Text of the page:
THE PROPERTY OF A SOUTH AFRICAN WOMAN
Post Lot Text
For similar examples see Christie's, May 23, 1994, lot 115 and Blomberg, 1988, p. 56-57.
Since early historic times, groups of various Plains Indians visited New Mexico and conducted trade with the local population. They undoubtedly obtained numbers of the highly prized blankets from Navajo, Pueblo Indian and Hispanic looms. In A History of New Mexican - Plains Indian Relations, Charles L. Kenner reports that New Mexican traders also ventured forth onto the Plains and that toward the end of the 19th century, "Lt. John Bourke, one of the Southwest's first amateur anthropologists, questioned an ancient native of San Juan Pueblo about his youthful travels. Eyes moist with nostalgia, the old pueblo recalled that in addition to the routine excursions to the Comanches and Kiowas [on the Southern Plains], he had gone far to the north and bartered with the Sioux, Cheyennes, Arapahoes, Crows, Utes, and Shoshones."
Numerous historic photographs and two significant paintings illustrate Navajo blankets in use by Plains Indians. In the 1830s, the celebrated artist, Karl Bodmer, painted the Piegan Blackfoot, Kiasax (The Awkward Bear) wearing what is undoubtedly a first phase chief's blanket. Secondly, a remarkable 1847 watercolor by Lt. James Abert portrays each of several Cheyenne women in a Scalp Dance at Bent's Fort wearing a banded Navajo blanket.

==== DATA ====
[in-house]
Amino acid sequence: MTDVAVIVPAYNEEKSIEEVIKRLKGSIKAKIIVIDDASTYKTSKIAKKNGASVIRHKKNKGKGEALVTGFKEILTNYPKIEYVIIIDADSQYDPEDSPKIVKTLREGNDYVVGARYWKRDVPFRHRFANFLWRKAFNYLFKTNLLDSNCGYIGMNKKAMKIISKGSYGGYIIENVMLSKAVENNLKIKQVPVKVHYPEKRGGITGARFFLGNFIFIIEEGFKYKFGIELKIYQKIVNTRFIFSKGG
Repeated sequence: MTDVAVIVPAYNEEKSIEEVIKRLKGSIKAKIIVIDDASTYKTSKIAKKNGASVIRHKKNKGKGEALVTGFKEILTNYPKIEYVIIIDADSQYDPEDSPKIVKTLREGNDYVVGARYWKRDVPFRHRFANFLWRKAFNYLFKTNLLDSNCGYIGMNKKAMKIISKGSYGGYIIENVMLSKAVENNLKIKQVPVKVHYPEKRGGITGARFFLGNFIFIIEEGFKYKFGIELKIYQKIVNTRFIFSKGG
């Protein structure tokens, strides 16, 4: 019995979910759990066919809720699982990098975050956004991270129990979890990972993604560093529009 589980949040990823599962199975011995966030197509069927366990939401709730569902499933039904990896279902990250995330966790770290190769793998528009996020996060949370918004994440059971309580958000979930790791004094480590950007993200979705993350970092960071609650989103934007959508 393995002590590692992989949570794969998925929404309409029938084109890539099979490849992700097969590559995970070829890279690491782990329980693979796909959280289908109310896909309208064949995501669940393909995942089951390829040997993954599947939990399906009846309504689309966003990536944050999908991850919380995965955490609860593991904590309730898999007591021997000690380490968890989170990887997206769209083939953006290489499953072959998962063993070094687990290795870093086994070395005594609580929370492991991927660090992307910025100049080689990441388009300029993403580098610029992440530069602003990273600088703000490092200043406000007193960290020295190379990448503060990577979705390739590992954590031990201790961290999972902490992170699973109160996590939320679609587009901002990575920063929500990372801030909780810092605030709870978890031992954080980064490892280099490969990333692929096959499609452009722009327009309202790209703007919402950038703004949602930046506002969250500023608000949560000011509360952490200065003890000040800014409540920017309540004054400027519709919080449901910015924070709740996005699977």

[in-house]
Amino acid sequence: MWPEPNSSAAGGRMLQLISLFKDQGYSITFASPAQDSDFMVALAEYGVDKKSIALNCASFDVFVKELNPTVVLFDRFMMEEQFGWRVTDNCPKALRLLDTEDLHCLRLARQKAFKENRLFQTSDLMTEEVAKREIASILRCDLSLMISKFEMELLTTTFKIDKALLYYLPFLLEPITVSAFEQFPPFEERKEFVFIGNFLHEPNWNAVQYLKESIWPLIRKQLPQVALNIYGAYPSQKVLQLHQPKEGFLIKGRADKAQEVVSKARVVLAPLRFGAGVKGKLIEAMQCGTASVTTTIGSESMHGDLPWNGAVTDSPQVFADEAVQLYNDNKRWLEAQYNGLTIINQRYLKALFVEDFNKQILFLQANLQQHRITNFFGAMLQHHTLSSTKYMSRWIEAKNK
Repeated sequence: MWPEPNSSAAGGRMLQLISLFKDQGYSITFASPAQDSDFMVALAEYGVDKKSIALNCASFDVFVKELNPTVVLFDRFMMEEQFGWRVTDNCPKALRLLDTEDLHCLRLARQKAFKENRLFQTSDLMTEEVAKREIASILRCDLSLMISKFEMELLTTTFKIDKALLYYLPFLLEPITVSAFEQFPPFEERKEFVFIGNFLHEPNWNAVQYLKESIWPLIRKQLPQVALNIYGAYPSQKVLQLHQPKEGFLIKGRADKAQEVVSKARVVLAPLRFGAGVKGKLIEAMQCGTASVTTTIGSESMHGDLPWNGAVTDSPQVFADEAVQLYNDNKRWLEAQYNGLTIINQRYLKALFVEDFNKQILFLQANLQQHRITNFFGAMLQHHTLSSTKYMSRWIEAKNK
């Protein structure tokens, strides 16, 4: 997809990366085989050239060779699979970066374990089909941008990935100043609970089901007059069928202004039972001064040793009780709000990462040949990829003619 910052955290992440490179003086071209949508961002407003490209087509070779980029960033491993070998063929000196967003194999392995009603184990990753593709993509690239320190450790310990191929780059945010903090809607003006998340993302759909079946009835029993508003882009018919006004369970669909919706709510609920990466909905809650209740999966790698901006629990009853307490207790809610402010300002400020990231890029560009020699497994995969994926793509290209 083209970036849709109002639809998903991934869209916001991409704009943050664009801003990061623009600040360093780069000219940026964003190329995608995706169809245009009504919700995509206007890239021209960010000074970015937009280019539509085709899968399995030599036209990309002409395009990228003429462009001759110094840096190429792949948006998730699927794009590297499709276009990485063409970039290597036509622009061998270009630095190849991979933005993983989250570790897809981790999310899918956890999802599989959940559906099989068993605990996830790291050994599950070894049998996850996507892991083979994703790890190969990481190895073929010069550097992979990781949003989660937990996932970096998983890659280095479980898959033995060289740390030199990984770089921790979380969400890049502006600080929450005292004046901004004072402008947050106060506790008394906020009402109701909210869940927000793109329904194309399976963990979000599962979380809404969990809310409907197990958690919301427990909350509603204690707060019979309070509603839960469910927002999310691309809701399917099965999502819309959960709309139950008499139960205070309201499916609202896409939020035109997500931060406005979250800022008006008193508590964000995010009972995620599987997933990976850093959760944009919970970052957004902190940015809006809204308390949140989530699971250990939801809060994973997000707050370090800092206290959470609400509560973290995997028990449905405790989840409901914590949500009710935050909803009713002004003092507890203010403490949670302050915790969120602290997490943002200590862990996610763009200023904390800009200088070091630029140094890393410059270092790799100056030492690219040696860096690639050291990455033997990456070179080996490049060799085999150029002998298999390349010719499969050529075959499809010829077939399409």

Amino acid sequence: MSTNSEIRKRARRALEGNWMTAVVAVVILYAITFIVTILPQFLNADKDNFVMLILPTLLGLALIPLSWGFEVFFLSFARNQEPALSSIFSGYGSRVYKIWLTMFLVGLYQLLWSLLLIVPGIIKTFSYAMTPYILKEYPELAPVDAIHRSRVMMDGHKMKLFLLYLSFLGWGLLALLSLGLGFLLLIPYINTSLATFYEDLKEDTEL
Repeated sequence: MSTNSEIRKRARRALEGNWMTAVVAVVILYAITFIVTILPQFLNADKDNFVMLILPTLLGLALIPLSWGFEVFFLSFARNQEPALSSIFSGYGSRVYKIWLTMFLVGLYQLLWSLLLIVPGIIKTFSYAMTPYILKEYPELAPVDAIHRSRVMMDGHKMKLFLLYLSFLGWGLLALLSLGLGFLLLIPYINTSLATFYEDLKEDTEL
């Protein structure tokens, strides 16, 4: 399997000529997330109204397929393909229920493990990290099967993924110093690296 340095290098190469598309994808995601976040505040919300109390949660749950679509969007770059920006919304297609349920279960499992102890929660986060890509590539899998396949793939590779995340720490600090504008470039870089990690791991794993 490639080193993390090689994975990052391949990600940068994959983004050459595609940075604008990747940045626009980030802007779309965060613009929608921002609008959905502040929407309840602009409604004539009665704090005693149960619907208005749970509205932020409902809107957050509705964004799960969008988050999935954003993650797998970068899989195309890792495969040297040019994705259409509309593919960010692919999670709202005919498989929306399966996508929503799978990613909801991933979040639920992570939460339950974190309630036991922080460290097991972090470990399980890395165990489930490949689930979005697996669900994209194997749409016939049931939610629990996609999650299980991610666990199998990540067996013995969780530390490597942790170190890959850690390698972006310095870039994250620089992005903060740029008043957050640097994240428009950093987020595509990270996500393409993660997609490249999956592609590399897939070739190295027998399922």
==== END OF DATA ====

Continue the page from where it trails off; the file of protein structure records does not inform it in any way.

Navajo blankets were high on the long list of material goods demanded by Plains Indians throughout the 19th century -- and one of the most expensive, even at the time. It can be convincingly argued that along with firearms, they considered the "chief's blankets" in particular as the most desirable of commodities. The qualities and beauty of the blankets are immediately recognizable. They are pliant, decidedly versatile, and quite impermeable. Furthermore, the patterns of contrasting bands dramatically adorn the wearer. A fine Navajo blanket served the owner well for a long period of time as a fashionable and durable garment.
Benson L. Lanford
November 30, 2002